Agenzia Fides REPORT - “It was an attack on places symbolic of Christianity. Unlike other incidents in the past that had other causes, the attacks at Christmas have a clear religious motivation,” Fides was told by Archbishop Ignatius Ayau Kaigama of Jos, the capital of the Nigerian state of Plateau. On Christmas Eve a series of explosions hit some areas of Jos, causing dozens of deaths and at least 100 injuries. In the following days several Christian places of worship were attacked by gunmen in the area of Maiduguri in northeastern Nigeria, leading to more victims. Responsibility for the attacks was claimed by the Islamist sect Boko Haram. The violence did not spare the federal capital, Abuja, where on New Year's Eve a bomb exploded in a market near a police station causing at least four deaths and dozens of wounded.
“We need to be careful not to rush to conclusions,” said Archbishop Kaigama. “So I think that the authorities must conduct a thorough investigation not excluding any avenue, to shed light on the recent events in different areas of Nigeria, from the attacks on Christian churches in Maiduguri, to the incidents in Jos and the bombing in Abuja.”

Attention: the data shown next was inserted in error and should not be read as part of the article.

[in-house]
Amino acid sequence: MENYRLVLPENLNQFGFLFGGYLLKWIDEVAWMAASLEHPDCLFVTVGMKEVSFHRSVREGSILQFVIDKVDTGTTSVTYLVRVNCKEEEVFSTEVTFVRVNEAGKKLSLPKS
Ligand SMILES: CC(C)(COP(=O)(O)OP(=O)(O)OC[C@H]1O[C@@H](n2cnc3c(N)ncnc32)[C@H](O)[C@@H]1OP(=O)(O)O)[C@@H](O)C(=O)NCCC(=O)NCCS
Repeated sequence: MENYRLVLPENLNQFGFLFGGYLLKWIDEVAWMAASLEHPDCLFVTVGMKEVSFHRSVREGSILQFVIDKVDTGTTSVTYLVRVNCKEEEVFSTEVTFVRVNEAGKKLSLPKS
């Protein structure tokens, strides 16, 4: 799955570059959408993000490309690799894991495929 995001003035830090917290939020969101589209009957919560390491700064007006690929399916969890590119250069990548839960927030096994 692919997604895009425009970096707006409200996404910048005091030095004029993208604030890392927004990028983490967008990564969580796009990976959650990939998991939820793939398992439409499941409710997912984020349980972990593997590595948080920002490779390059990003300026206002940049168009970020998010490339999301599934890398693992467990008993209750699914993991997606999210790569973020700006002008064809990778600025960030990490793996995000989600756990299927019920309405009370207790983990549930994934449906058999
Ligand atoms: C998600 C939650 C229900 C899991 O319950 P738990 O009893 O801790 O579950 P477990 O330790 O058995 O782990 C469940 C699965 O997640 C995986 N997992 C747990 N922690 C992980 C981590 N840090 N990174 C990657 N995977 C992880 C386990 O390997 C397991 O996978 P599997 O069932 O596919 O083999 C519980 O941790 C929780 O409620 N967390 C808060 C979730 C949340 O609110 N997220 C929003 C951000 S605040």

“My impression is that these acts of violence are part of a plan to destabilize Nigeria, and that someone from outside the country is lighting the fire,” said Archbishop Kaigama. “It is a feeling based on various facts. I note two fundamental differences between the attacks at Christmas and the clashes that occurred in the area of Jos recently. In the first place, the motivations: as I have explained on other occasions (see Fides 25/03/2010), the riots in and around Jos had a religious component that was mixed with other motives, ie. the frustrations of unemployed youth, the rivalry between pastoralists and farmers, and ethnic tensions between the indigenous and immigrants from other regions of the Country. The attacks at Christmas, rather, have a clear religious significance because they wanted to hit these important symbols of Christianity during the most sacred celebrations, along with Easter. Secondly, in past clashes, bladed weapons and some rifles were used. In this case, rather, explosives were used. The bombs were probably made on site, but I wonder who taught the terrorists how to produce them. So I think that recent events go beyond Nigeria,” said the Archbishop of Jos. (LM)